You’re playing in an online game of Texas Hold’em. You’ve been dealt Jh-Th. What do you do? Do you limp in? Do you raise? Do you fold? To figure out what to do you must consider your position at the table. You must also know the odds your hand could improve into something, like a flush or a straight or something else. The problem is that you need to make your decision quickly, and you’re no Stuey Ungar, and even if you have a relatively good calculating mind, it may be tired and losing focus.
Solution to problem: Pokerbility.
Pokerbility is a poker tool, specifically a calculating Hold’em tool, that provides odds and recommendations while you play in real time both online and offline. It not only takes into consideration your position at the table, but also how loosely or tightly you want to play given that position (you get to set this preference). You can download Pokerbility here for free if you open up a real money account at one of the online poker rooms that is linked to their site.
As I said in my last post, I won’t play online Hold’em for money without Pokerbility. I used it in a freeroll tournament in which I placed 65th out of over 4000 entrants, and I have some reason to believe that my relative success can in part be attributed to its use. I recognize that how one does in one tournament is not a good basis for drawing any final conclusions about how well one will do with Pokerbility in the long run. However, it’s not just how I did that explains my endorsement of this product. I think Pokerbility is a valuable tool especially for a beginner primarily because it gives useful poker information that helps guide and support judgments about what to do. How can this not be good (see below for my one concern)?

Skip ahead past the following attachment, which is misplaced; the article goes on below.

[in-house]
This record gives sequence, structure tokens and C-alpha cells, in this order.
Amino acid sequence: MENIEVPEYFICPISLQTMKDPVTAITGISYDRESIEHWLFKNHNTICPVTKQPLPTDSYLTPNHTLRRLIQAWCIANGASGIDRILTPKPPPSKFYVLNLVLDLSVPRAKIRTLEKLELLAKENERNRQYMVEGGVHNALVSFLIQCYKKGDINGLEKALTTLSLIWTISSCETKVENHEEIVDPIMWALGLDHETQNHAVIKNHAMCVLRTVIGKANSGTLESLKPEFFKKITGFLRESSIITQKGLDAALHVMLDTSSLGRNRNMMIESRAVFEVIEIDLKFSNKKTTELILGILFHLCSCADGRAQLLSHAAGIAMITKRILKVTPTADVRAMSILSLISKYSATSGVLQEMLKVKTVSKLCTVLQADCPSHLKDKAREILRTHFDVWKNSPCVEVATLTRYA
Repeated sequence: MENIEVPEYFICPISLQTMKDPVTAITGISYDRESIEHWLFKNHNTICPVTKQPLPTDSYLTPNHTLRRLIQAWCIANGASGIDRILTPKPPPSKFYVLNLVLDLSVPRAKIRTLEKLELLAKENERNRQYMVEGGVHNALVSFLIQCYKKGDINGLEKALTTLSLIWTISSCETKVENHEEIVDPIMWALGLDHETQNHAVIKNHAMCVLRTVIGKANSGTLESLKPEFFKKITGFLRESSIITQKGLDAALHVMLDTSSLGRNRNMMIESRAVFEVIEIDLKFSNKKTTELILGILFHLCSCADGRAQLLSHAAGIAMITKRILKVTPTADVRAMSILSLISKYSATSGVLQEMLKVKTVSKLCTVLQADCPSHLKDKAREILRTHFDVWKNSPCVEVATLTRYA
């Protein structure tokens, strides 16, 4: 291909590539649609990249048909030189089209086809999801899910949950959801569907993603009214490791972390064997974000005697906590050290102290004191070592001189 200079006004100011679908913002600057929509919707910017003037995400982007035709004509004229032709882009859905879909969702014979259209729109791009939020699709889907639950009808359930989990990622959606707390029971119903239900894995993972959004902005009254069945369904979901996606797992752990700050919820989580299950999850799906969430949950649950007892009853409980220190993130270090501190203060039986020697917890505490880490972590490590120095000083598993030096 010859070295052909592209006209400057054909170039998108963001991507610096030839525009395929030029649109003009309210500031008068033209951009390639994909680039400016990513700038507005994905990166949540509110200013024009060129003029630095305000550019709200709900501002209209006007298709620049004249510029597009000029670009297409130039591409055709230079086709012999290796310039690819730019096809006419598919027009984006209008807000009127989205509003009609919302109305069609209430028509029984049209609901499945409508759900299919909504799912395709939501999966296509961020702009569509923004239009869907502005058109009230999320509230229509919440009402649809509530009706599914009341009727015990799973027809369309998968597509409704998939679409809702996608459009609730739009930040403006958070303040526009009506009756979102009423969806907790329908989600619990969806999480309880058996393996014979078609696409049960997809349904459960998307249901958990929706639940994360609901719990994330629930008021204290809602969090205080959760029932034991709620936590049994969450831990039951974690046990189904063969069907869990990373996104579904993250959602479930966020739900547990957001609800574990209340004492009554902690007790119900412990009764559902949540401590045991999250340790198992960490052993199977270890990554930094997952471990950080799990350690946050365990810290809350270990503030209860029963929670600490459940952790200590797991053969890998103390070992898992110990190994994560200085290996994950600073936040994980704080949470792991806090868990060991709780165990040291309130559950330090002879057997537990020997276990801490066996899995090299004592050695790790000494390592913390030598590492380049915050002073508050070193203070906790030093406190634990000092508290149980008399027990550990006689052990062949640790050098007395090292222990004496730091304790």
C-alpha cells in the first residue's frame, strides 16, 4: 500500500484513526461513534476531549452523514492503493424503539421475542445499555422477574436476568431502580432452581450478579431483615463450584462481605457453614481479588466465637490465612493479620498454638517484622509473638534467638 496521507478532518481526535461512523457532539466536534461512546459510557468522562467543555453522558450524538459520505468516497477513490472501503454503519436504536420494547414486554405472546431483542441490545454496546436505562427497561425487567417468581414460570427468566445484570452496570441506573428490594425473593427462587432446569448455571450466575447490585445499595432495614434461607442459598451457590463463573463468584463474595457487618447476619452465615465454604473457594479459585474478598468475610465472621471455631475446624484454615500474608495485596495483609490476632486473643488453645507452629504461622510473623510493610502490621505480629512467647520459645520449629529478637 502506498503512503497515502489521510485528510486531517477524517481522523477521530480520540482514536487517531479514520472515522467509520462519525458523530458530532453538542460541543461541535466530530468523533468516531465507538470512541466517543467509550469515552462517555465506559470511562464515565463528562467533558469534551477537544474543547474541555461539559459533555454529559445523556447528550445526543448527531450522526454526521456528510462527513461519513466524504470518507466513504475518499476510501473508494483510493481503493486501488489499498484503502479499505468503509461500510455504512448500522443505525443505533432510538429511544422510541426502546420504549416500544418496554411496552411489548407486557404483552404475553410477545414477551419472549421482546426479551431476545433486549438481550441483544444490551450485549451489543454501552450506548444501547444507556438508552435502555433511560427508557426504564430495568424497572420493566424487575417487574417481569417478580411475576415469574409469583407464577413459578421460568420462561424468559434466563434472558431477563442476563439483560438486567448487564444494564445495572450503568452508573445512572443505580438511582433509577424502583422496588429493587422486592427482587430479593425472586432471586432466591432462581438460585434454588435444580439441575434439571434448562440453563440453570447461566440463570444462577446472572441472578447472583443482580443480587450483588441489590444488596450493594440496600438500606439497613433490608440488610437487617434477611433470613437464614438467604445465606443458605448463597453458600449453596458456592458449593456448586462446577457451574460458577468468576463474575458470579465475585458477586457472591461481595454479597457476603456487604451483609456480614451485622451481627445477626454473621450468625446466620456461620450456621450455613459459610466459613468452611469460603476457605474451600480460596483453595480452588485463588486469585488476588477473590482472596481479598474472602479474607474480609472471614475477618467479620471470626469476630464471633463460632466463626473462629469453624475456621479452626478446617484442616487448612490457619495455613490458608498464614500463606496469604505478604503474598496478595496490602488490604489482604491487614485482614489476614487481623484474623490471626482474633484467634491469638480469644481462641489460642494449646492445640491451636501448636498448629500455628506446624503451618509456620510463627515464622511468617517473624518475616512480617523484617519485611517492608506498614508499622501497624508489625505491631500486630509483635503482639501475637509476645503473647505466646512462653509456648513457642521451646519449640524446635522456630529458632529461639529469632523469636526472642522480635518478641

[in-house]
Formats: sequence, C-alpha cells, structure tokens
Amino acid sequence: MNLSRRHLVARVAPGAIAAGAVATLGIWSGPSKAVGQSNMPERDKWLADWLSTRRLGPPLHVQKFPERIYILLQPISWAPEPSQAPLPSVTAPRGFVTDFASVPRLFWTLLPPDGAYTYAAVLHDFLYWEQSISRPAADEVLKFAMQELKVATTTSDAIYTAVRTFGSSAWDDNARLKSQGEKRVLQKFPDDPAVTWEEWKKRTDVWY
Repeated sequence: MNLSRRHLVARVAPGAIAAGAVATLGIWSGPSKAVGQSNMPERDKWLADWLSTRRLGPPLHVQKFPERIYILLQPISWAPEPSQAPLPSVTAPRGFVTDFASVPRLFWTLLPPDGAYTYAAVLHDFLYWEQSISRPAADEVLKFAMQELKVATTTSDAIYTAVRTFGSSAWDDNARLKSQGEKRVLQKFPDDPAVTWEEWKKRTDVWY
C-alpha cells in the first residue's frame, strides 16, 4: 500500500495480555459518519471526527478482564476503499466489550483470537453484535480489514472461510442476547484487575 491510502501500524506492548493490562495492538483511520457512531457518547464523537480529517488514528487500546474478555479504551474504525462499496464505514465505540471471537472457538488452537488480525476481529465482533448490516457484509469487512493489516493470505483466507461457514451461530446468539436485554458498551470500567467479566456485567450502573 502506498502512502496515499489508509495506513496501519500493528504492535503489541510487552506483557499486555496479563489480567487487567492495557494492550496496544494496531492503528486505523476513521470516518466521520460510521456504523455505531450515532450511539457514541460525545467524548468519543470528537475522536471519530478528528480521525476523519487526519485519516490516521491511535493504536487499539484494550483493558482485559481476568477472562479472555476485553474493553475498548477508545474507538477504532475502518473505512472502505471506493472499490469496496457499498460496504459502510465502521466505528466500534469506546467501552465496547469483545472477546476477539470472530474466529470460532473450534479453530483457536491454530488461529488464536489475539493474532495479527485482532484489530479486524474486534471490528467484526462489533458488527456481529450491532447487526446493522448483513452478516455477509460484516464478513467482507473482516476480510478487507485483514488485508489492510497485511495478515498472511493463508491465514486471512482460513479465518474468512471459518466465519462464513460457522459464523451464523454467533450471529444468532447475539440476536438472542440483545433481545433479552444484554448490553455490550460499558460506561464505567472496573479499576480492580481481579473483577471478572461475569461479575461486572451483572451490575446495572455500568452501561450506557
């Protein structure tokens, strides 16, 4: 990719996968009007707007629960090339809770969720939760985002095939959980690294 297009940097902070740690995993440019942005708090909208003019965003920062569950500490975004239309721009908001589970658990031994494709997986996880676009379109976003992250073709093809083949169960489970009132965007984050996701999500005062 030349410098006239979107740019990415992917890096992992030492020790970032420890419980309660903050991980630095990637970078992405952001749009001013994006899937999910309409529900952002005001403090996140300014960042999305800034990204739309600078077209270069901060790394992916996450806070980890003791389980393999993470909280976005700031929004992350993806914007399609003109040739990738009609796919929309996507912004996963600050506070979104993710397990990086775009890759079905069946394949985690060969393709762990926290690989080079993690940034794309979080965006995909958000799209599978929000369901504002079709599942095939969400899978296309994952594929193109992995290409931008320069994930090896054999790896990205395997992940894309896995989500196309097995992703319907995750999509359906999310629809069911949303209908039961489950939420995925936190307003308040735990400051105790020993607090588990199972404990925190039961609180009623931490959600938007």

One of my weaknesses as a player is that I don’t fold enough, even though I consider myself to be a tight player. Pokerbility certainly reminded me of this weakness, because there were many occasions when I thought the correct non-bluffing move was to call a bet or even to raise, yet the advice given by Pokerbility was to fold or to check. I was surprised by how often Pokerbility suggested that I fold my hand when I wasn’t initially inclined to do so. But I see this as a good thing. As Lee Jones teaches us in “Winning Low Limit Hold’em,” you should always look for a reason to fold.
Pokerbility is incredibly easy to use. The only difficulty I encountered – and this was only slightly annoying – was that every time I was switched to a new table while I was playing in the freeroll tournament the tool would stop working and needed to be re-attached to the window of the poker room.
Pokerbility has a visually appealing design. It looks like a colorful TV remote control. The lower part of it changes colors depending on whether it thinks you have a good or bad hand. For example, if it thinks you should fold or check it is green. But if it thinks you should raise it is red. If I had designed this color coding scheme, I would have done things differently, using green for raise and red for fold or check. But this is a minor quibble.